The timeline of ESG disclosure reveals a concerning pattern. While the terminology has evolved from Socially Responsible Investing (SRI) in the 1960s to ESG today, the core focus on environmental and governance factors has largely remained unchanged. Reports tend to focus on compliance and risk mitigation, failing to capture the immense potential of social impact investing. This lack of progress suggests a systemic issue: “the absence of political will to prioritize social data collection and standardization,” says de Bartok.

Shrubs in pattern of fingerprintA Shift in Investor Priorities

The opportunity lies in reframing the narrative on social impact for capital mobilization. There is a growing recognition of the importance of social factors among investors. Prioritizing the “S” in ESG isn’t just about social responsibility; it’s about smart investing. This shift is not just anecdotal; it’s backed by data.

For instance, a 2020 report by the CFA Institute titled Future of Sustainability in Investment Management highlights a survey finding that while environmental factors were initially the primary focus in ESG investing, the importance of social factors is growing. In their 2020 practitioner survey, 85% of respondents said they consider social factors in their investment decisions, compared to 73% just three years prior.

This shift in focus reflects growing awareness of the financial implications of social risks and the potential for positive impact through social investing. Instead of focusing on the risks of inaction, we need to showcase how investing in social goods can translate to capital gains: reduced operational costs, enhanced brand reputation, increased innovation, and talent acquisition. By addressing social factors proactively, companies can avoid costly disruptions and legal issues.

A real-world example further illustrates the rising investor focus on social impact. Unilever, a multinational consumer goods giant, launched its Sustainable Living Plan (USLP) in 2010. This ambitious plan sets out ambitious goals for social and environmental improvement, including improving the livelihoods of millions in its supply chain, promoting gender equality, and reducing its environmental footprint.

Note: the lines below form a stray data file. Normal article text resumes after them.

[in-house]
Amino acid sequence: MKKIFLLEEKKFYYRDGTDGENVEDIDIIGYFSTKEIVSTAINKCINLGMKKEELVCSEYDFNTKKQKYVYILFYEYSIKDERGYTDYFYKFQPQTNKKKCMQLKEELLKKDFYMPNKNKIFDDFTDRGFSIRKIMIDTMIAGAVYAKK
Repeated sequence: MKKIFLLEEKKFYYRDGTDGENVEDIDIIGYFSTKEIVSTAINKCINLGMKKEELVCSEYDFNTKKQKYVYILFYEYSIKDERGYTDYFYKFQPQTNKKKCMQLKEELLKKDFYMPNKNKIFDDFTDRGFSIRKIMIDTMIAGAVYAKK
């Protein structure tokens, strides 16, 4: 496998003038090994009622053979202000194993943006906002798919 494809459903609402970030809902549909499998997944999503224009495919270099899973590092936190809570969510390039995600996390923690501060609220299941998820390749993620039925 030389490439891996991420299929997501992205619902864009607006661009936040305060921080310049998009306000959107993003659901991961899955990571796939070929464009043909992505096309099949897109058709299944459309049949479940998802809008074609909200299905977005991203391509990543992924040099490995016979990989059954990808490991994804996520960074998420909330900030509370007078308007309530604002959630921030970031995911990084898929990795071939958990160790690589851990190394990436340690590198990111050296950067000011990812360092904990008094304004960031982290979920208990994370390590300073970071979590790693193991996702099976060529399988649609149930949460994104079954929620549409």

Initially, some investors questioned the financial viability of the USLP. However, Unilever’s commitment to social impact has demonstrably translated into financial success. This case study highlights the potential for companies to achieve both social good and strong financial performance by prioritizing the “S” in ESG.

As Kofi Annan said, “There is no development without sustainability. There is no sustainability without equity.”

As Kofi Annan, former Secretary-General of the United Nations, aptly said, “There is no development without sustainability. There is no sustainability without equity.” The pursuit of profit without social responsibility is a recipe for short-term gains and long-term instability. A stable and thriving society is the foundation for a healthy economy.

The answer lies not in yet another rebranding exercise, but in a fundamental shift in perspective. We need to reframe the narrative around social impact investing, highlighting the financial benefits and dispelling the stigma. Position social impact as a source of alpha, or excess returns that cannot be explained by market factors. Companies with strong social performance are often better positioned to manage risk, attract and retain talent, and build brand loyalty, all of which contribute to superior financial performance.

The time has come to recognize “S” as the cornerstone of successful ESG investing. By prioritizing social responsibility, investors can unlock significant financial returns while contributing to a more just and sustainable future.

Isabella Wang, an Impact Entrepreneur correspondent, is an impact entrepreneur with a deep passion for creating a positive impact in today's fast-paced digital landscape. She is the founder of Digital Thinker, a purpose-driven startup on a mission to elevate humanity through impact innovations centered on Responsible AI, Digital Well-being, Sustainability, ... Read more